$700,000 New Grant Award
MDF, in partnership with the Wyck Foundation and other donors, has announced $700,000 in funding to support a new natural history and genetic modifier study at sites in the Myotonic Dystrophy Clinical Research Network (DMCRN), and to expand the number of sites included in the Network. The DMCRN is a network focused on conduct of clinical research studies. The six initial DMCRN sites have completed a 100-patient natural history study that has helped identify potential clinical trial and study biomarkers and has informed the design of trials of candidate therapeutics for DM.
DMCRN Expands to 9 Sites
The DMCRN has expanded to 9 sites through new funding from MDF and the Wyck Foundation, to include the University of Utah, Houston Methodist Neurological Institute, and the University of Iowa. The DMCRN will soon launch a 500-patient natural history study with unrestrictive entry criteria, ensuring that virtually any person with DM1 is included. This new study will examine a larger number of patients (500) over a longer time period (2 years) that will allow identification of clinical trial outcome measures best suited to testing new candidate drug and biological therapies. The success of clinical trials hinges on identifying outcome measures that are sensitive, show changes during the typical 6 to 12 month duration of a trial, and reflect activities that are meaningful to the patient. Natural history studies are essential in identifying such outcome measures.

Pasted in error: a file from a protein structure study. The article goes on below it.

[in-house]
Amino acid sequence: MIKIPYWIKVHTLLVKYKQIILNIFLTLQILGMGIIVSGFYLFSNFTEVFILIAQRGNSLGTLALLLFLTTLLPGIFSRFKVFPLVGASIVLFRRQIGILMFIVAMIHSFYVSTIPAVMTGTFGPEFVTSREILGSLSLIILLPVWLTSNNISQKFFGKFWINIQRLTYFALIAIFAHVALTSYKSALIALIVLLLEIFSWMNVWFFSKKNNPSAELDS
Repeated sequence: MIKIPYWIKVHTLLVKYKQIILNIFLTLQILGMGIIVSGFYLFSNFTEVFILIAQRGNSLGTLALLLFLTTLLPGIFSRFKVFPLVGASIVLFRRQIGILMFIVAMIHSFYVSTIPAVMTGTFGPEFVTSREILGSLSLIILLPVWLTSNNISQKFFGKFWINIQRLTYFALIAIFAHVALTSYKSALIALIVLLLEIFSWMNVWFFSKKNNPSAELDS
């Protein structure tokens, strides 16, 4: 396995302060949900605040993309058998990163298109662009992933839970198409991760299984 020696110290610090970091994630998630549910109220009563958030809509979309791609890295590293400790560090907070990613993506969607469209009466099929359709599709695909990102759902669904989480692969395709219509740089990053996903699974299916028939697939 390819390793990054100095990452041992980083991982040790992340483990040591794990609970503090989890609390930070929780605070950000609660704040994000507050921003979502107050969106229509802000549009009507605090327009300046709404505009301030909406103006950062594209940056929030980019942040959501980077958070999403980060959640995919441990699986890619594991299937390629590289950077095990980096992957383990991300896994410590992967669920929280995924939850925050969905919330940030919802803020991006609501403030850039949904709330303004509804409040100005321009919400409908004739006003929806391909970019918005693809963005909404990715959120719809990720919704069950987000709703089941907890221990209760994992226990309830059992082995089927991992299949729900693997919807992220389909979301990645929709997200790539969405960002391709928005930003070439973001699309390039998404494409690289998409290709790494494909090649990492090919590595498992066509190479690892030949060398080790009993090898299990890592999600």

The new DMCRN natural history study, in recruiting 500 subjects, is ambitious. DMCRN leadership has been intent on expanding the network to improve patient access to participating sites and to help meet this ambitious goal. Study leadership’s focus has always been on addition of only well-qualified sites.
MDF is pleased to welcome the Universities of Iowa and Utah, and the Houston Methodist Neurological Institute to the DMCRN. Drs. Tetsuo Ashizawa, Laurie Gutmann, Nick Johnson and Peg Noupoulos have significant experience in DM research and clinical care programs. Their expertise and additional DM patient populations will help the DMCRN meet its recruitment goals and thereby improve clinical trial readiness for DM.